I've been studying Python for a few weeks and I came across an interesting video on programming fundamentals that explains De Morgan’s law. The law comes from a field of Math called Boolean algebra.
Although that's not something you'll face on a daily basis in programming - at least not with the theorem itself, having the understanding of these concepts can be super helpful when coding, specifically when compounding conditions. Which is something we do a lot as developers.
Basically the law says according to Wikipedia that “The negation of a disjunction is the conjunction of the negations” and “The negation of a conjunction is the disjunction of the negations”.
Which we can summarize in Python expressions like that:
not (x or y) == not x and not y
not (x and y) == not x or not y
Note one: like in math, when we multiply a set of factors between parentheses by a single factor (e.g. 2(x + 3)) we kinda distribute the factor by multiplying it by all elements inside the parentheses. This case is not different.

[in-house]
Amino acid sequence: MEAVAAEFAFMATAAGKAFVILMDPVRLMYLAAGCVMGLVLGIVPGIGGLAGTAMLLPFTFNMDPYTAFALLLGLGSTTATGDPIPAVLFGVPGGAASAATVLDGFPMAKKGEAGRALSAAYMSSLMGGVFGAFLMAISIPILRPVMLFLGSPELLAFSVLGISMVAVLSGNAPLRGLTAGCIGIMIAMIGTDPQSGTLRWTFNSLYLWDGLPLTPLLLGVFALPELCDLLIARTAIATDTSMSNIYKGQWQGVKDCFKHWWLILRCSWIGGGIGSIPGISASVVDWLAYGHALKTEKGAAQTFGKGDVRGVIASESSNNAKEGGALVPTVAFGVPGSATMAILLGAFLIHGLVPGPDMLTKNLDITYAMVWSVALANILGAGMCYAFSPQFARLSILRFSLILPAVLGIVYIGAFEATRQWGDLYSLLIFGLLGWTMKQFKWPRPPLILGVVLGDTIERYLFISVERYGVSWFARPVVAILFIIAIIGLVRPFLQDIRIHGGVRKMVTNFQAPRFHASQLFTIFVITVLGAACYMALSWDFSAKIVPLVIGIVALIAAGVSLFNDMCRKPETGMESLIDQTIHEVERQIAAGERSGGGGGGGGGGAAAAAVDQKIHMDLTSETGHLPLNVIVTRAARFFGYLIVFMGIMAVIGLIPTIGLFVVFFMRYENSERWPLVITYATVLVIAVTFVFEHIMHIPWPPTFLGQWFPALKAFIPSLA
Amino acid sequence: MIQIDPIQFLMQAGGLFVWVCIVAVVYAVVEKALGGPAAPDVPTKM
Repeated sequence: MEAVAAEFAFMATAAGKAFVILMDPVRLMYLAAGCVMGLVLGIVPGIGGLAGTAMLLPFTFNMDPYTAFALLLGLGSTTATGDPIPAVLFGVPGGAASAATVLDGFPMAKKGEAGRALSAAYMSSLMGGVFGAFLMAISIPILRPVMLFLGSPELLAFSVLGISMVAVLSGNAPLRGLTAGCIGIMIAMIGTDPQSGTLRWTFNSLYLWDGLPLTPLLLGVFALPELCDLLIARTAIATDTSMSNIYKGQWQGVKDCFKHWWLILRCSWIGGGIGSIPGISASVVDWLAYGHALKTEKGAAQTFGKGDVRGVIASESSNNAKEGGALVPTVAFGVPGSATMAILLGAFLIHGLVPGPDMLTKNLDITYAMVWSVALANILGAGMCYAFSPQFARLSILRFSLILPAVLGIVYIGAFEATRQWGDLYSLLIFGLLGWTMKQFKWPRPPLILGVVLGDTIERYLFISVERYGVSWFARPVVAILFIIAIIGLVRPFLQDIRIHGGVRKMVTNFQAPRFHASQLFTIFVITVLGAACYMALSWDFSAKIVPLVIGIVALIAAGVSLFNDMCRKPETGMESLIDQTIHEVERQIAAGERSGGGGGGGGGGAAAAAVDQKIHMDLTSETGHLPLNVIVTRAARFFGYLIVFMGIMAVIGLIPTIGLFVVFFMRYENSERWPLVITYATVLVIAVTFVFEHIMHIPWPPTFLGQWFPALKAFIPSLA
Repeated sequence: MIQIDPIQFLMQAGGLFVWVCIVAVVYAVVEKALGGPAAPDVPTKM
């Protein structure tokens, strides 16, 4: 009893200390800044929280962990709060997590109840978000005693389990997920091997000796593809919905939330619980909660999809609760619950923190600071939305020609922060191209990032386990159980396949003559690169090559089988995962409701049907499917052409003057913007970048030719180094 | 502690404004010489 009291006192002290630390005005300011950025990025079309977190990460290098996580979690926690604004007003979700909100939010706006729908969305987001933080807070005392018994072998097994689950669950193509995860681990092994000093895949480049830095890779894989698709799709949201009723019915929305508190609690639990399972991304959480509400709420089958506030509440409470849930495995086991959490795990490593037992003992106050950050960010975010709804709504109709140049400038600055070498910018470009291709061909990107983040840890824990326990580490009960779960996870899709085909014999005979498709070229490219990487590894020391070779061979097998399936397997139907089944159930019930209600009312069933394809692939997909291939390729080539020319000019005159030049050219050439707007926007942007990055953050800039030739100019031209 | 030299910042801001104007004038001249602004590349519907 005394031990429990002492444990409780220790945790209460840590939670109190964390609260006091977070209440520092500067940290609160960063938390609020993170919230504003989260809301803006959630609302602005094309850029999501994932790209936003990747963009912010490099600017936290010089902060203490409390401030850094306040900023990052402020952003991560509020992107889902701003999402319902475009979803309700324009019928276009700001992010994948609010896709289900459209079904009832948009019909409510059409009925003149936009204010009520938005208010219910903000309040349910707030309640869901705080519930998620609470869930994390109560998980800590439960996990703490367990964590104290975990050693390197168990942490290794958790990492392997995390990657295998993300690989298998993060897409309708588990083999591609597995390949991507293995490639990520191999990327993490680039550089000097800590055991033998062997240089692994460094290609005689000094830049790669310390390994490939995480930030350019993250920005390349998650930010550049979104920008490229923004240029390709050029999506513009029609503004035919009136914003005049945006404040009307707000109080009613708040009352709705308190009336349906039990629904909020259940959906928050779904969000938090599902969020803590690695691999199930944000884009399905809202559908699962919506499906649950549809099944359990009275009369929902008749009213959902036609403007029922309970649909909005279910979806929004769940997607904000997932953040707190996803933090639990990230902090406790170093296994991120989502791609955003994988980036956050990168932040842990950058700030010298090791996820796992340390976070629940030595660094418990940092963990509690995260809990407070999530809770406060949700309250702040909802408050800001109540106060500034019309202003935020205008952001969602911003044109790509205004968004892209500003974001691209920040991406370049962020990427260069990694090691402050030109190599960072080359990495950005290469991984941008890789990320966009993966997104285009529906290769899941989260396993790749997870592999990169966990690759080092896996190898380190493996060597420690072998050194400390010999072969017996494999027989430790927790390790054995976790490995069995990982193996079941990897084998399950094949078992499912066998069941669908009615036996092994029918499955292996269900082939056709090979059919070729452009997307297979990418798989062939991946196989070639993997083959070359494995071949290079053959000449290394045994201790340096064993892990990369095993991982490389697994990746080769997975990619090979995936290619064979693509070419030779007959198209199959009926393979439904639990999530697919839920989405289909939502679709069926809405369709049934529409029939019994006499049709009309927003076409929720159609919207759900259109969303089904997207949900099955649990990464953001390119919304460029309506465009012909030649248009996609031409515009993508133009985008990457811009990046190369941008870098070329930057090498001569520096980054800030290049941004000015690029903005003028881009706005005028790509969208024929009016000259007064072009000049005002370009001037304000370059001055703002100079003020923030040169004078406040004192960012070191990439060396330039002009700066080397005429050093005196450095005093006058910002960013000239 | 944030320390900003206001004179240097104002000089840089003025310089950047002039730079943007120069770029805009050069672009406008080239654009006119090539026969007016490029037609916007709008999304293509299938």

Note two: once we distribute the "not" to the operators (and/or) is the simple operation of negating it and transforming it into the opposite operator (what is "and" becomes "or" and vice versa).
And why can understanding these simple expressions be useful?
Because once you do it you also understand the importance of truth tables. Truth tables can be used to represent all the possible values of conditional statements and its possible results. Which means we get all the possible scenarios for if statements and check if the statement we create expresses what we need.
So we can go through a simple example for better understanding. Let's consider the following expression:
x and y or z
If we create a truth table containing all possible values for x, y and z we'll have something like this:
We got eight combinations where five of them evaluate to
Easy, right? And for a simple example might be obvious. But conditionals can become a more complex scenario depending on the context and it's important to create these validations to make sure the condition you've created evaluates exactly what you expect.
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